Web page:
Journal of Pharmaceutical Sciences & Emerging Drugs ISSN: 2380-9477

Editorial, J Pharm Sci Emerg Drugs Vol: 1 Issue: 1

The Climate is Right to Accelerate New Drug Development for Neglected Diseases

Wade A. Russu*
1Department of Pharmaceutics and Medicinal Chemistry, Thomas J. Long School of Pharmacy and Health Sciences, University of the Pacific 3601 Pacific Ave, Stockton, CA 95211, USA
Corresponding author : Wade A. Russu, PhD
Associate Professor, Department of Pharmaceutics and Medicinal Chemistry, Thomas J. Long School of Pharmacy and Health Sciences, University of the Pacific 3601 Pacific Ave Stockton, CA 95211, USA
Tel: +1-209-946-2339; Fax: +1-209-946-2160
E-mail: [email protected]
Received: June 16, 2012 Accepted: June 18, 2012 Published: June 20, 2012
Citation: Russu WA (2012) The Climate is Right to Accelerate New Drug Development for Neglected Diseases. Outlook Emerg Drugs 1:1. doi:10.4172/2380-9477.1000e102

Abstract

The Climate is Right to Accelerate New Drug Development for Neglected Diseases

In the last decade the alarm has been raised that a renewed effort must be made in the understanding and treatment of neglected diseases. Neglected diseases are those that are most often associated with poverty in both developing and developed countries, where the affected are unlikely to receive or are unable to afford current treatments. The alarm is well received and understood. The facts that current drug treatments for these diseases are not always efficacious for various reasons, may have severe side-effects and therefore safety concerns and no new drugs have been developed nor are guaranteed to be developed beyond those that have been used for many decades, conspire to give concern. New drug development stagnation for neglected diseases is largely due to simple economics, namely, and understandably, there is no sufficient return on investment (ROI) for pharmaceutical companies to justify the commitment of resources to such diseases.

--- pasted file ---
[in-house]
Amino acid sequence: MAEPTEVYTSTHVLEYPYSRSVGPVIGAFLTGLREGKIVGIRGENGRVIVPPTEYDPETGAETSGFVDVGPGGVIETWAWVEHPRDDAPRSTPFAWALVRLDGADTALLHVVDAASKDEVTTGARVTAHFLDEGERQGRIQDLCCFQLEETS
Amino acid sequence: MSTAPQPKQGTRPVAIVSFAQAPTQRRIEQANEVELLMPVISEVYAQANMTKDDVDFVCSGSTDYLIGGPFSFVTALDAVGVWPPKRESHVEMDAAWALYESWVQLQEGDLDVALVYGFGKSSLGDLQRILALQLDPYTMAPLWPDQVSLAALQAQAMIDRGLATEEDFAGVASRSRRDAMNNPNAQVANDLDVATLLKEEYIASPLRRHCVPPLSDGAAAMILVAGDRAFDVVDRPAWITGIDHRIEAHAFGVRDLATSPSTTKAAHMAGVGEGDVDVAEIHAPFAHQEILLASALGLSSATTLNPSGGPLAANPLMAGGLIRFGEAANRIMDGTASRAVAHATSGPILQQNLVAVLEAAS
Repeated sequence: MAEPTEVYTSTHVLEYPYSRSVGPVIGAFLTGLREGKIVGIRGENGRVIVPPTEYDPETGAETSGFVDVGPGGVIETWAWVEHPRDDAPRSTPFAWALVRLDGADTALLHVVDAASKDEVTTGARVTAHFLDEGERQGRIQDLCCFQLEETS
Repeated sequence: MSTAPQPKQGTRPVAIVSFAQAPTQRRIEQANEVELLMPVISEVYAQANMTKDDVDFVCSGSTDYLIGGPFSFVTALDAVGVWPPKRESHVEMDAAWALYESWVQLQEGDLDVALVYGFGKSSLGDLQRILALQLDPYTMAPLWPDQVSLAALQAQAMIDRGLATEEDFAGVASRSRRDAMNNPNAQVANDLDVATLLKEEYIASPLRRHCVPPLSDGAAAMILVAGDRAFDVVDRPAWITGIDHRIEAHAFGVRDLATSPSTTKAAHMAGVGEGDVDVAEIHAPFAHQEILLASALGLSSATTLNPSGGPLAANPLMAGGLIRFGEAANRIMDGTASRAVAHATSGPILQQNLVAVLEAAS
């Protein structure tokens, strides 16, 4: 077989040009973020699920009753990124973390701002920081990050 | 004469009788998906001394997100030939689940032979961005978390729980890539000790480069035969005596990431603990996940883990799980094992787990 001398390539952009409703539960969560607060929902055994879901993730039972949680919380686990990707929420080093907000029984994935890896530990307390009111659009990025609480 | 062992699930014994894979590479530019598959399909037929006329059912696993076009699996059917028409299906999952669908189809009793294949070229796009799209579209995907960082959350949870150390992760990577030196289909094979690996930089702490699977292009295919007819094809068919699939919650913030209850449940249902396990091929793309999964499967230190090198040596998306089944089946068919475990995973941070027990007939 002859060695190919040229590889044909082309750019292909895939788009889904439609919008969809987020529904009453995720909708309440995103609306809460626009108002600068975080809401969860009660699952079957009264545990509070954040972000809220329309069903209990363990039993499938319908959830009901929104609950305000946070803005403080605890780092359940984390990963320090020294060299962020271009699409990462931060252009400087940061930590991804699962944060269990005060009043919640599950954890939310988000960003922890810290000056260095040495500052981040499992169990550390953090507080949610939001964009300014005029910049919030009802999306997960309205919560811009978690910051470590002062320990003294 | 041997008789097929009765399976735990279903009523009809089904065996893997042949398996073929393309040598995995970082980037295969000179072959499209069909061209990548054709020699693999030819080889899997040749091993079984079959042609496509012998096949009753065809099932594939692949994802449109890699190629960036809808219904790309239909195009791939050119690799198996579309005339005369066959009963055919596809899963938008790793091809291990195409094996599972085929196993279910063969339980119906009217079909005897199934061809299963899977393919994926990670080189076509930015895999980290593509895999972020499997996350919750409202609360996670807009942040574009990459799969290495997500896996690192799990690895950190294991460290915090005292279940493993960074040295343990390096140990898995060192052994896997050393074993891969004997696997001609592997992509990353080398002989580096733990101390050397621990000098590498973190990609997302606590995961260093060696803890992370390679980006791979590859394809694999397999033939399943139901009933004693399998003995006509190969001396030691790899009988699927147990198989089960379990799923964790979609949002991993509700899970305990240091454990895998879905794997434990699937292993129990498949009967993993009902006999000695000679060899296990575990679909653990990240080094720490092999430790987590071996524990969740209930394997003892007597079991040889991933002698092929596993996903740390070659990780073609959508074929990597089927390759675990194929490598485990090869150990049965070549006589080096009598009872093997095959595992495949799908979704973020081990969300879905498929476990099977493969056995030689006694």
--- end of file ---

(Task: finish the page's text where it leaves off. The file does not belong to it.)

Keywords:

In the last decade the alarm has been raised that a renewed effort must be made in the understanding and treatment of neglected diseases [1-3]. Neglected diseases are those that are most often associated with poverty in both developing and developed countries, where the affected are unlikely to receive or are unable to afford current treatments. The alarm is well received and understood. The facts that current drug treatments for these diseases are not always efficacious for various reasons, may have severe side-effects and therefore safety concerns and no new drugs have been developed nor are guaranteed to be developed beyond those that have been used for many decades, conspire to give concern. New drug development stagnation for neglected diseases is largely due to simple economics, namely, and understandably, there is no sufficient return on investment (ROI) for pharmaceutical companies to justify the commitment of resources to such diseases. However, recent avenues to facilitate research and development activities, coupled with corporate social responsibility make it possible for all of the pharmaceutical industry to participate in new drug development for neglected diseases.
Corporate social responsibility is a self-governing philosophy and ethics by which a corporation acts responsibly to the benefit of its stakeholders, community and environment. Pharmaceutical companies’ stakeholders not only include stockholders, employees, health professionals, communities in which they operate, and patients that their drugs treat, but also future patients that their future drugs may treat. A significant portion of pharmaceutical products and ingredients are manufactured in developing countries or countries that have large populations affected by neglected diseases. It is in the vested interest and responsibility of these companies to participate in the betterment of the health and welfare of these communities to ensure an able and educated workforce, improved economy and relief from the cycle of disease and poverty. Controversially, benchmarking of the pharmaceutical industry’s corporate social responsibility as a way to foster inter-business competition has been discussed [4]. Studies have suggested that altruistic and philanthropic motives may be more dominant than economics in engaging in corporate responsibility activities [5]. Indeed, such corporate social responsibility is practiced by pharmaceutical companies in various